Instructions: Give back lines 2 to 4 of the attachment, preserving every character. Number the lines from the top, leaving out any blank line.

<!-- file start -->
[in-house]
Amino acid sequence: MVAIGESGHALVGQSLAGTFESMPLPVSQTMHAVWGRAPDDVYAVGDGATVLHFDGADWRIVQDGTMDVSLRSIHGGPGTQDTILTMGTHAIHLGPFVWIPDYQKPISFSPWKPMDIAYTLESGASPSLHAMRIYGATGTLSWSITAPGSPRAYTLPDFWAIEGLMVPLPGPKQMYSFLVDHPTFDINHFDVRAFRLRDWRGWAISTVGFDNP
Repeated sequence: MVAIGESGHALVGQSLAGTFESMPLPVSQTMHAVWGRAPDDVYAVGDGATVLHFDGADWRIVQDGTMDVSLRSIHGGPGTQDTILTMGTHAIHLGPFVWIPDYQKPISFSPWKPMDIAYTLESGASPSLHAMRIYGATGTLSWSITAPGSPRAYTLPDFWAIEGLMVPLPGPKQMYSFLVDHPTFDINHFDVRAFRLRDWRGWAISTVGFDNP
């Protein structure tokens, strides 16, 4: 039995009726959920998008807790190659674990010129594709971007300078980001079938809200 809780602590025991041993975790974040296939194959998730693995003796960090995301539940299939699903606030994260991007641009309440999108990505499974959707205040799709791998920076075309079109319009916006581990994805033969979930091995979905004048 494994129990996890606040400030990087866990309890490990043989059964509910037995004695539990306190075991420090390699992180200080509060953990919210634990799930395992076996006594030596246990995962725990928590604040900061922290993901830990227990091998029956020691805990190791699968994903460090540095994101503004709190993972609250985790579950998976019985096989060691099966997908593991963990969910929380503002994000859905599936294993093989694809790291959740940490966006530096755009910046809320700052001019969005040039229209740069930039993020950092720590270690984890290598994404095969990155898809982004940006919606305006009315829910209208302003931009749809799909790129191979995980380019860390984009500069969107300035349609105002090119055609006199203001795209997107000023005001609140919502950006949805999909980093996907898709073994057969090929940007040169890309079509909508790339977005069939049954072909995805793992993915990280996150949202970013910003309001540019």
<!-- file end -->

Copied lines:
Amino acid sequence: MVAIGESGHALVGQSLAGTFESMPLPVSQTMHAVWGRAPDDVYAVGDGATVLHFDGADWRIVQDGTMDVSLRSIHGGPGTQDTILTMGTHAIHLGPFVWIPDYQKPISFSPWKPMDIAYTLESGASPSLHAMRIYGATGTLSWSITAPGSPRAYTLPDFWAIEGLMVPLPGPKQMYSFLVDHPTFDINHFDVRAFRLRDWRGWAISTVGFDNP
Repeated sequence: MVAIGESGHALVGQSLAGTFESMPLPVSQTMHAVWGRAPDDVYAVGDGATVLHFDGADWRIVQDGTMDVSLRSIHGGPGTQDTILTMGTHAIHLGPFVWIPDYQKPISFSPWKPMDIAYTLESGASPSLHAMRIYGATGTLSWSITAPGSPRAYTLPDFWAIEGLMVPLPGPKQMYSFLVDHPTFDINHFDVRAFRLRDWRGWAISTVGFDNP
């Protein structure tokens, strides 16, 4: 039995009726959920998008807790190659674990010129594709971007300078980001079938809200 809780602590025991041993975790974040296939194959998730693995003796960090995301539940299939699903606030994260991007641009309440999108990505499974959707205040799709791998920076075309079109319009916006581990994805033969979930091995979905004048 494994129990996890606040400030990087866990309890490990043989059964509910037995004695539990306190075991420090390699992180200080509060953990919210634990799930395992076996006594030596246990995962725990928590604040900061922290993901830990227990091998029956020691805990190791699968994903460090540095994101503004709190993972609250985790579950998976019985096989060691099966997908593991963990969910929380503002994000859905599936294993093989694809790291959740940490966006530096755009910046809320700052001019969005040039229209740069930039993020950092720590270690984890290598994404095969990155898809982004940006919606305006009315829910209208302003931009749809799909790129191979995980380019860390984009500069969107300035349609105002090119055609006199203001795209997107000023005001609140919502950006949805999909980093996907898709073994057969090929940007040169890309079509909508790339977005069939049954072909995805793992993915990280996150949202970013910003309001540019």